I had a scan at 6 weeks exactly and it showed everything as it should be with a Gestational sac measuring 11mm and an embryo measuring 2.5mm with a heartbeat.
Should I be optimistic that this is viable or concerned about my betas slowing down?
I have bad morning sickness.
Thanks a lot for your help!

reply
Evelyn

Thank you so much for your reply! I’ve had a missed miscarriage before so more nervous than most. Your words are reassuring!

reply
Hayley Richardson

According to LMP I would be 6 weeks
I had an iui on 16 September I tested 2 weeks later as instructed and got a positive test

I then started bleeding red blood but it wasn’t as much as a normal period but heavier than spotting

It has now stopped I was referred to early pregnancy unit and they did a blood test on 9th October and hcg was only 127 hcg I went back today 12 October and the hcg is only 160 so they have said they will scan me tomorrow again as the previous scan they couldn’t see a sac in either uterus or tube

What could be the reasons for such a low increase?

reply
Leah

on Oct my HCG was at 58 and took another HCG test 2 days later and it dropped to 47 should i be concerned? waiting for the doctor to call back and see what i should do.

reply
Dr. Geoffrey Sher

Sadly, this does not look promising Leah! I hope I turn out to be wrong.

Geoff Sher

reply
Milka

Hello dr Sher,

I had my FET transfer on 15 September, 2 embryos – 3 days old.
I did my blood tests and this is my Beta HCG:
13 days past transfer – 29.1
15 days past transfer – 81.65
17 days past transfer – 273.6

I am wondering what do you think about the numbers? The scheduled my first ultrasound on 20 October.
Thank you.

reply
Dr. Geoffrey Sher

hCG rise started slow but seems to have picked up. Only time will tell through an US in about 2 weeks time.

Good luck!

Geoff Sher

reply
Milka

Dear dr Sher,

I wanted to leave an update.

Had my ultrasound on 20 October and we have a heart beat and one baby on the way!

Best,
Milica

Elizabeth

Hi Dr.,

Thank you for answering questions here. I’m concerned that my previously doubling HCG has slowed significantly. Here are my numbers:

12dpo- 9
14dpo- 27
17dpo- 120
26dpo- 3495
28dpo- 4609

I have had 3 early miscarriages. My doctor seems to think it still could be ok as it’s still rising. I have been spotting intermittently for a week. I plan to go for an ultrasound on Thursday.

Thanks for your thoughts.

Dr. Geoffrey Sher

The US should be definitive!

Good luck and G-d bless!~

Geoff Sher

Erica

Dr. Sher,

I did a Fresh Embryo Transfer in June that resulted in a miscarriage, the embryo wasn’t growing and hcg stayed at 180. I stopped taking the progesterone and instantly miscarried. I then, underwent a Frozen Embryo Transfer on September 25th, tested positive on October 4th and did a blood test on October 5th from my OB. From the day of the transfer, for 10 days, I was also on a blood thinner to help increase the blood flow to the uterus (they thought that might have been an issue last time). I ask about refilling when I went to do my blood test on Monday never got an answer or call back from the doctor. Then, went in yesterday for another test and asked about refilling prescriptions. The doctor was able to come out and talk to me and continued the blood thinner as well as the progesterone. Today, I got a call about my results–20 hcg. I am so confused, upset, and hurt. It seems the embryo is just NOT growing. They told me to come in Tuesday for another blood test and then Wednesday we’ll go over everything. I’m going to continue the blood thinner and progesterone but overall, I’m thinking it’s my blood circulation. I know I have very poor circulation just from having cold feet and hands ALL the time, but never put two and two together when trying to conceive it will be an issue. The reasoning for going the IVF route is because of a low sperm count from my husband and now I’m thinking I may have “cold uterus”, is that really what they call it? Any precautions or follow-on treatments I should consider. I have a few more eggs in the freezer with my 22-egg retrieval that happened in June but obviously, that’s one more try until I do this all over again. Any advice? I feel so sad.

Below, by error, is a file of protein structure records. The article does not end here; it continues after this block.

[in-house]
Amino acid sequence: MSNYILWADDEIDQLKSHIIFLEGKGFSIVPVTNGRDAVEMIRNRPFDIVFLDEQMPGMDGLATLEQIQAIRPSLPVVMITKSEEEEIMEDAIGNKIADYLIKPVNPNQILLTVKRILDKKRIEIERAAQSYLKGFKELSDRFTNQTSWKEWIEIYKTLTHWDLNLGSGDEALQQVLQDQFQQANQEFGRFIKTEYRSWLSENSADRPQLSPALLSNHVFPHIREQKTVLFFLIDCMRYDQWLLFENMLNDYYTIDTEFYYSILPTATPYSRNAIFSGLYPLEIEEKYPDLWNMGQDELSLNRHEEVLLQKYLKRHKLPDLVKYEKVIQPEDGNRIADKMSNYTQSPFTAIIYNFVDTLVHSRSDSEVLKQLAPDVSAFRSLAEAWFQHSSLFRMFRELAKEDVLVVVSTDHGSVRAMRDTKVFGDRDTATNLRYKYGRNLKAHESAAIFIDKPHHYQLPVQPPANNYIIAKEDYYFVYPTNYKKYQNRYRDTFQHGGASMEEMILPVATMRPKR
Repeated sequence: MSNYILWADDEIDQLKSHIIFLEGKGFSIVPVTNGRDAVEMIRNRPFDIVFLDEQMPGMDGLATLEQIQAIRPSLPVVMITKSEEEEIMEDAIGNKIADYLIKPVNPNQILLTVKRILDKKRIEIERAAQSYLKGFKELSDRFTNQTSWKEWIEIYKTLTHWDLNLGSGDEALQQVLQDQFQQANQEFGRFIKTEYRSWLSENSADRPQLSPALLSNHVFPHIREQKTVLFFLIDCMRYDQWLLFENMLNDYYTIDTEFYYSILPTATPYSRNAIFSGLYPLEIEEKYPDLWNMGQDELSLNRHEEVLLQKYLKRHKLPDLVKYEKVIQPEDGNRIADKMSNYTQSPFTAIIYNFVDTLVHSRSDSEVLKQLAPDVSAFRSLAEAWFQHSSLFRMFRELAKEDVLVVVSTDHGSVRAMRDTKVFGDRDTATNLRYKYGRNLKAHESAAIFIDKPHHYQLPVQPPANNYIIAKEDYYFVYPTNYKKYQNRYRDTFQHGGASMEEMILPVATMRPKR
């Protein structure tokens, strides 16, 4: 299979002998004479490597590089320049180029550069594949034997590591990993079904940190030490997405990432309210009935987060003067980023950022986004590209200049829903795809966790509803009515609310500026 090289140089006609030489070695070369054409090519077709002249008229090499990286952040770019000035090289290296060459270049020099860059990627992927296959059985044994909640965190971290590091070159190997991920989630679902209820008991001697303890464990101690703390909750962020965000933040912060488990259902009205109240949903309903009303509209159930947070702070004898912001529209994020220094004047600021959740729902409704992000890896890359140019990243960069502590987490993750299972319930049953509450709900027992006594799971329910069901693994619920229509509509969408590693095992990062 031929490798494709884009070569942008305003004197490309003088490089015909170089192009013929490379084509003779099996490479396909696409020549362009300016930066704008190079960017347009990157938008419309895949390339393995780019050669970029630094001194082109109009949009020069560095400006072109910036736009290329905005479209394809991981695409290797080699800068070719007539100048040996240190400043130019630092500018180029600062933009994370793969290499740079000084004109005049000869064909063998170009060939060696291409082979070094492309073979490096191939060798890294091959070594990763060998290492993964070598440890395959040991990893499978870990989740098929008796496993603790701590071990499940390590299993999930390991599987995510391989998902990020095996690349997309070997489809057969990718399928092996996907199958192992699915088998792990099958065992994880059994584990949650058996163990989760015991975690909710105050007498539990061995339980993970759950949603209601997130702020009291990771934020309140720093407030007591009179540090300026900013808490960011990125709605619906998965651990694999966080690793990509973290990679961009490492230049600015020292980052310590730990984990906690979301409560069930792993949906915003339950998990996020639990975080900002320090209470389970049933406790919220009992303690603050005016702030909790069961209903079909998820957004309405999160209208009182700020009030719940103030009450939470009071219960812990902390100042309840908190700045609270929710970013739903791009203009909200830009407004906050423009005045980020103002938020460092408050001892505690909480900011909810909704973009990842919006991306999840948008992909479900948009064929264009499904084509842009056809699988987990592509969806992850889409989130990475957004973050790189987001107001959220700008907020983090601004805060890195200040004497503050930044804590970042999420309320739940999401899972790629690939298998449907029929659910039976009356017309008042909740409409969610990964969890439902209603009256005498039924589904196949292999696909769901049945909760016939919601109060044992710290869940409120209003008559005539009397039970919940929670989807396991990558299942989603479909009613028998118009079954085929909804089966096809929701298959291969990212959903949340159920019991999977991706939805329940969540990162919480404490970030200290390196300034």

reply
Dr. Geoffrey Sher

When it comes to reproduction, humans are the poorest performers of all mammals. In fact we are so inefficient that up to 75% of fertilized eggs do not produce live births, and up to 30% of pregnancies end up being lost within 10 weeks of conception (in the first trimester). RPL is defined as two (2) or more failed pregnancies. Less than 5% of women will experience two (2) consecutive miscarriages, and only 1% experience three or more.
Pregnancy loss can be classified by the stage of pregnancy when the loss occurs:
• Early pregnancy loss (first trimester)
• Late pregnancy loss (after the first trimester)
• Occult “hidden” and not clinically recognized, (chemical) pregnancy loss (occurs prior to ultrasound confirmation of pregnancy)
• Early pregnancy losses usually occur sporadically (are not repetitive).